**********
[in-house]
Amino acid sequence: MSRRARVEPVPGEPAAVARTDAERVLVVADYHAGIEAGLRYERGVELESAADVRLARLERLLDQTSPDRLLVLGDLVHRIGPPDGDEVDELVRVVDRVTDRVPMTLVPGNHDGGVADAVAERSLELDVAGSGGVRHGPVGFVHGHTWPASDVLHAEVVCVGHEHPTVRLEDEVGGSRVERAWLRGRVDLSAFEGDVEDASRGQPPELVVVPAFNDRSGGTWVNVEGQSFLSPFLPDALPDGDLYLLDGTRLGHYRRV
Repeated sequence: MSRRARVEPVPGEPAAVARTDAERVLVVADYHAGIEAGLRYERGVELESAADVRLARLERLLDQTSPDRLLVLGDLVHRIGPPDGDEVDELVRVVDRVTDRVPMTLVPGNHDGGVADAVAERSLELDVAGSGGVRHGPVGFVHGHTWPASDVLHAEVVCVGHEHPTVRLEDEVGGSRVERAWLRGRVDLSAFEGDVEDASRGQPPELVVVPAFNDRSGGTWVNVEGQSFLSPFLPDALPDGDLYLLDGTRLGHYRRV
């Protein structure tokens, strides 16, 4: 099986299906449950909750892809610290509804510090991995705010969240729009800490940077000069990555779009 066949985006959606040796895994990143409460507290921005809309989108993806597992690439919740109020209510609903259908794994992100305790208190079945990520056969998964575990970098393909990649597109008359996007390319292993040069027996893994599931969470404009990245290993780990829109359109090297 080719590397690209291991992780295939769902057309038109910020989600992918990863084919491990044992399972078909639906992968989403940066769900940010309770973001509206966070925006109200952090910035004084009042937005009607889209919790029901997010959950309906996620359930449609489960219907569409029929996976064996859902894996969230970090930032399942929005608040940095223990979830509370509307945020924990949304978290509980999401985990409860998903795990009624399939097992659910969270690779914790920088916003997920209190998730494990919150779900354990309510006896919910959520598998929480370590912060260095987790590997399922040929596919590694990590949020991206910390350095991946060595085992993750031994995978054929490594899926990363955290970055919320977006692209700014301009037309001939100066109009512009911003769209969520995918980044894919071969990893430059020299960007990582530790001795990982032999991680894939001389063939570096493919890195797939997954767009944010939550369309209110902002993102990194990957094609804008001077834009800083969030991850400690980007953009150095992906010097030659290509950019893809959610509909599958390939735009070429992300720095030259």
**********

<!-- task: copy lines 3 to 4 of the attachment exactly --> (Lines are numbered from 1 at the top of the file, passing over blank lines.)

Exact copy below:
Repeated sequence: MSRRARVEPVPGEPAAVARTDAERVLVVADYHAGIEAGLRYERGVELESAADVRLARLERLLDQTSPDRLLVLGDLVHRIGPPDGDEVDELVRVVDRVTDRVPMTLVPGNHDGGVADAVAERSLELDVAGSGGVRHGPVGFVHGHTWPASDVLHAEVVCVGHEHPTVRLEDEVGGSRVERAWLRGRVDLSAFEGDVEDASRGQPPELVVVPAFNDRSGGTWVNVEGQSFLSPFLPDALPDGDLYLLDGTRLGHYRRV
């Protein structure tokens, strides 16, 4: 099986299906449950909750892809610290509804510090991995705010969240729009800490940077000069990555779009 066949985006959606040796895994990143409460507290921005809309989108993806597992690439919740109020209510609903259908794994992100305790208190079945990520056969998964575990970098393909990649597109008359996007390319292993040069027996893994599931969470404009990245290993780990829109359109090297 080719590397690209291991992780295939769902057309038109910020989600992918990863084919491990044992399972078909639906992968989403940066769900940010309770973001509206966070925006109200952090910035004084009042937005009607889209919790029901997010959950309906996620359930449609489960219907569409029929996976064996859902894996969230970090930032399942929005608040940095223990979830509370509307945020924990949304978290509980999401985990409860998903795990009624399939097992659910969270690779914790920088916003997920209190998730494990919150779900354990309510006896919910959520598998929480370590912060260095987790590997399922040929596919590694990590949020991206910390350095991946060595085992993750031994995978054929490594899926990363955290970055919320977006692209700014301009037309001939100066109009512009911003769209969520995918980044894919071969990893430059020299960007990582530790001795990982032999991680894939001389063939570096493919890195797939997954767009944010939550369309209110902002993102990194990957094609804008001077834009800083969030991850400690980007953009150095992906010097030659290509950019893809959610509909599958390939735009070429992300720095030259």